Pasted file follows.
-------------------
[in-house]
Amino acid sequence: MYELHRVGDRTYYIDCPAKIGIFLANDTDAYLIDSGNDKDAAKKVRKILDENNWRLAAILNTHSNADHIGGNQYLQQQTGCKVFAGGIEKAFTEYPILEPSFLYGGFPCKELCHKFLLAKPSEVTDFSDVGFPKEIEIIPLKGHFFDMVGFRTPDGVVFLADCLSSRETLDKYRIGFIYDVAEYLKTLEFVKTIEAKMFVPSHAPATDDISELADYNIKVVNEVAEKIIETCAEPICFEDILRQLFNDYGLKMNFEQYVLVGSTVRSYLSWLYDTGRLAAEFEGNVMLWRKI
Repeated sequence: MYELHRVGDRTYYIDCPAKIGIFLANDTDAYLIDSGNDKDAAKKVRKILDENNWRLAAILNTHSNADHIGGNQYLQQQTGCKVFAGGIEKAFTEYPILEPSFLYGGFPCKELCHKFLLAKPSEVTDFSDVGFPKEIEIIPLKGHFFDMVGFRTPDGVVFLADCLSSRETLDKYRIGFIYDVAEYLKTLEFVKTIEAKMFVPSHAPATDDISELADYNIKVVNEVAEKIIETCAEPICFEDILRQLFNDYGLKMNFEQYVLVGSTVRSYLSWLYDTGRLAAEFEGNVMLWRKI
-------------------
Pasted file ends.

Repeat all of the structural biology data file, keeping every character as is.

[in-house]
Amino acid sequence: MYELHRVGDRTYYIDCPAKIGIFLANDTDAYLIDSGNDKDAAKKVRKILDENNWRLAAILNTHSNADHIGGNQYLQQQTGCKVFAGGIEKAFTEYPILEPSFLYGGFPCKELCHKFLLAKPSEVTDFSDVGFPKEIEIIPLKGHFFDMVGFRTPDGVVFLADCLSSRETLDKYRIGFIYDVAEYLKTLEFVKTIEAKMFVPSHAPATDDISELADYNIKVVNEVAEKIIETCAEPICFEDILRQLFNDYGLKMNFEQYVLVGSTVRSYLSWLYDTGRLAAEFEGNVMLWRKI
Repeated sequence: MYELHRVGDRTYYIDCPAKIGIFLANDTDAYLIDSGNDKDAAKKVRKILDENNWRLAAILNTHSNADHIGGNQYLQQQTGCKVFAGGIEKAFTEYPILEPSFLYGGFPCKELCHKFLLAKPSEVTDFSDVGFPKEIEIIPLKGHFFDMVGFRTPDGVVFLADCLSSRETLDKYRIGFIYDVAEYLKTLEFVKTIEAKMFVPSHAPATDDISELADYNIKVVNEVAEKIIETCAEPICFEDILRQLFNDYGLKMNFEQYVLVGSTVRSYLSWLYDTGRLAAEFEGNVMLWRKI